AM. BA (Adelaide), MA, DPhil (Oxford).
Charles Archibald Price was the founding scholar of immigration research in Australia. Having completed a DPhil at Oxford University, the young Charles Price returned to Australia to take up an appointment in 1952 in the newly created Department of Demography in the Australian National University’s Research School of Social Sciences. He was asked by WD Borrie to devote his time to the study of international migration with special emphasis on migration to Australia. He pursued this research agenda for the remainder of his professional life and beyond his retirement from ANU Demography in 1985.
Charles Price was the son of the distinguished Australian geographer and historian, Sir Archibald Grenfell Price, who produced books on the explorations of Mawson and Cook. Charles was destined for academic life as, from his early childhood, his father was Master of St Marks College at the Univeof Adelaide.
Price was one of a highly distinguished group of scholars of international migration who came together in the 1960s in the Department of Demography at ANU. Others included such luminaries as Mick Borrie, Jean Martin, George Zubrzycki, Reg Appleyard, Frank Jones and Frank Kunz. Together this group led the world in their theoretical perspectives on the sociology and economics of international migration. They were responsible for such concepts as chain migration, assimilation, adaptation, integration and multiculturalism. They documented the importance of ethnic networks in the process of migrant adaptation. This work quite literally gave birth to the discipline of sociology in Australia.
Foremost among Charles Price’s numerous publications is the classic book, Southern Europeans in Australia, published by Oxford University Press in 1963. This remarkable book stands until today as the model of scholarship in international migration studies. It combines rigorous statistical analysis, modern sociological concepts and a fine understanding of social history to tell the story of one of the most important immigration movements to Australia. Price had a profound knowledge of the regions from which Australia’s immigrants from Europe had come and, hence, a deep understanding of their histories and their cultures. In the 1960s, he published studies of German settlers in South Australia, Maltese migrants, the Greek communities in Toronto and Sydney, Dalmatians in California and Western Australia, Slav-Macedonians in Canberra and Jewish settlers in Australia. His students produced studies of several other groups in Australia including the French, Scandinavians, Chinese, Armenians, Italians and Latin Americans.
Throughout his career, Charles Price provided a considerable service to scholars of Australian immigration through the publication of the series, Australia Immigration: a Bibliography and Digest. The first of these bibliographies was published in 1966 and the final one in 1980.
As the locus of Australia’s immigration shifted away from continental Europe in the mid 1970s, Price shifted his own intellectual focus more towards the demography of international migration. His best known work from this period was the estimation of the ethnic origins or ethnic strength of the Australian people, using data on intermarriage to allocate people to different ethnic groups according to their parentage. This division of people into fractions of ethnic origin by parentage was controversial at a time when self-identification was the prevailing concept in measurement of origins. Self-identification was based on the notion that, for example, if I think I am Scottish because I have a Scottish name, then I am Scottish. Price came under even heavier fire when his calculations were abused ‘to demonstrate the rapid Asianisation of Australia’. Ironically, with the outburst of interest in genealogy and genetics in the 1990s, many Australians today would self-identify in much the same way as Price would have measured in his estimates — a bit of this and a bit of that. On this issue, Price himself wrote in 2001 in his final academic work, that ‘the major ethnic community in Australia is the ethnic mix’. It was time, he said, to place emphasis on ‘a truly Australian identity and ethos, on a deep and positive sense of Australian peoplehood’. A fitting epitaph for a great scholar.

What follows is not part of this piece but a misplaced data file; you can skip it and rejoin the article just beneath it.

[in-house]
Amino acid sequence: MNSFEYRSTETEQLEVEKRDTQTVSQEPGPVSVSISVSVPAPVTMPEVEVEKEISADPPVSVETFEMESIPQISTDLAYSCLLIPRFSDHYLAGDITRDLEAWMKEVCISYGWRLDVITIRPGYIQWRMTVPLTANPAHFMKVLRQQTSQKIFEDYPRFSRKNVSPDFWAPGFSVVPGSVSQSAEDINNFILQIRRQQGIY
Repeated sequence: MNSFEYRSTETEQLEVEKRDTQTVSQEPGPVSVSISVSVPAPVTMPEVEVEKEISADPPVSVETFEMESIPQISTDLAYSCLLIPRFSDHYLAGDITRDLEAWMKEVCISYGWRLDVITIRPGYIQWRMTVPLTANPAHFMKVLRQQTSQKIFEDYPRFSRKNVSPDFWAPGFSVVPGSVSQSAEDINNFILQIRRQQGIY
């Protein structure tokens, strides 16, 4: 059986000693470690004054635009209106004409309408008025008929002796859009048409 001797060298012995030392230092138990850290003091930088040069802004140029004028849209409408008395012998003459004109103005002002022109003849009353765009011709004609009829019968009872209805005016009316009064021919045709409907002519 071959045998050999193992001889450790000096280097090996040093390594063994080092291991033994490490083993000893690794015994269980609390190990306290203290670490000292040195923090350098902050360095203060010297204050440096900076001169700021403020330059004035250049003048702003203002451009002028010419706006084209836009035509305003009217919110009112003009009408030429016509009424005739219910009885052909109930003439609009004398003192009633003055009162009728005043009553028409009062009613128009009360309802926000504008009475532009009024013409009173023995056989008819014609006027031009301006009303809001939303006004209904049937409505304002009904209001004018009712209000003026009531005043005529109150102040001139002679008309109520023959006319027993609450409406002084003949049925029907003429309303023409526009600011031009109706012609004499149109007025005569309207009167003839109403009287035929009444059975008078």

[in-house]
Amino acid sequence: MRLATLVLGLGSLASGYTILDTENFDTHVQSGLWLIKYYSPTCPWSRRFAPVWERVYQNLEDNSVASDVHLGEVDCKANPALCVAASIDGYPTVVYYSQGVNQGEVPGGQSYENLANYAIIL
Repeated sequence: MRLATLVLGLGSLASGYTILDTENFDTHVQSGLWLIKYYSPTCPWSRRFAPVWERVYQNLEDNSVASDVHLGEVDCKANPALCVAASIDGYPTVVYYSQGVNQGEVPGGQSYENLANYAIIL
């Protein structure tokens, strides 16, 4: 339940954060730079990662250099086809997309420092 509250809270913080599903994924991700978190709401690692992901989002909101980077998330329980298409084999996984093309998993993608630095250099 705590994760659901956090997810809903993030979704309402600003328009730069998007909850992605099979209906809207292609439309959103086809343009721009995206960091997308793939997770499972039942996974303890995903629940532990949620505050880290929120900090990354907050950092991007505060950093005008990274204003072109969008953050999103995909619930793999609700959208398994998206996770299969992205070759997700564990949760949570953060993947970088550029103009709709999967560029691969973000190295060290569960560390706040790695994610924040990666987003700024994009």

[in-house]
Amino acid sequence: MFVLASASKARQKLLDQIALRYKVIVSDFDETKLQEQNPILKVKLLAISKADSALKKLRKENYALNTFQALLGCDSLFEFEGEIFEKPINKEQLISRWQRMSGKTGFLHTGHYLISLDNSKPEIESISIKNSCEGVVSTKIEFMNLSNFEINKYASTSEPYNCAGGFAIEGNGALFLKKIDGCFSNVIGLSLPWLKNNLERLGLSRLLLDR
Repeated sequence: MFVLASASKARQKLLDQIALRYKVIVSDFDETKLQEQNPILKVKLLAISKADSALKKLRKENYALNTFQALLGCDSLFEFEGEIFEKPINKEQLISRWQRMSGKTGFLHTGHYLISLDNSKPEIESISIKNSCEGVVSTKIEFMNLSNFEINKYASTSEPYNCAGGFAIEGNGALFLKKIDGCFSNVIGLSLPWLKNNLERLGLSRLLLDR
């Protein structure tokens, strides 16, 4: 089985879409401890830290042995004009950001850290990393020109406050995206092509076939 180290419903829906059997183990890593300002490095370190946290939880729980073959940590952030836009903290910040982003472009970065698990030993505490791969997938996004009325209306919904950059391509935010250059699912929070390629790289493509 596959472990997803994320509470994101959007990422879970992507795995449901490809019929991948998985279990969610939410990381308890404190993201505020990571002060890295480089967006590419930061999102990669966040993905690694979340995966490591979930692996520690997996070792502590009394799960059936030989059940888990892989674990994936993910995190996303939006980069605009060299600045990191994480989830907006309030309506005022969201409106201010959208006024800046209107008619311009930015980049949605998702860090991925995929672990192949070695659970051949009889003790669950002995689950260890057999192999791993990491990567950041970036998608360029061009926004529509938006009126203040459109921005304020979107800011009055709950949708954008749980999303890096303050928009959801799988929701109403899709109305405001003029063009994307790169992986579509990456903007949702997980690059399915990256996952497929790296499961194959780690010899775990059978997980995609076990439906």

Price’s contribution was not restricted to the academic. From the 1960s through to his retirement, he contributed tirelessly to immigration policy in Australia through membership of successive government advisory groups such as the National Population Council. For this work, he was held in high esteem by Ministers of Immigration and by government bureaucrats at all levels. He was appointed as a Member in the Order of Australia in 1983 for his public contribution to immigration research and policy. He was elected as a fellow of the Academy of Social Sciences in Australia in 1967.
Beyond his professional life, Charles Price was a doyen of the Anglican Church. His childhood association through his father with university colleges led to his advocacy for a college also run under the auspices of the Anglican Church to be built at the Australian National University. As such, he was the founder of Burgmann College.
Charles Price was married to Elizabeth Price for 64 years. He is survived by Elizabeth and their children, Deborah, Susanna, Henry and Richard.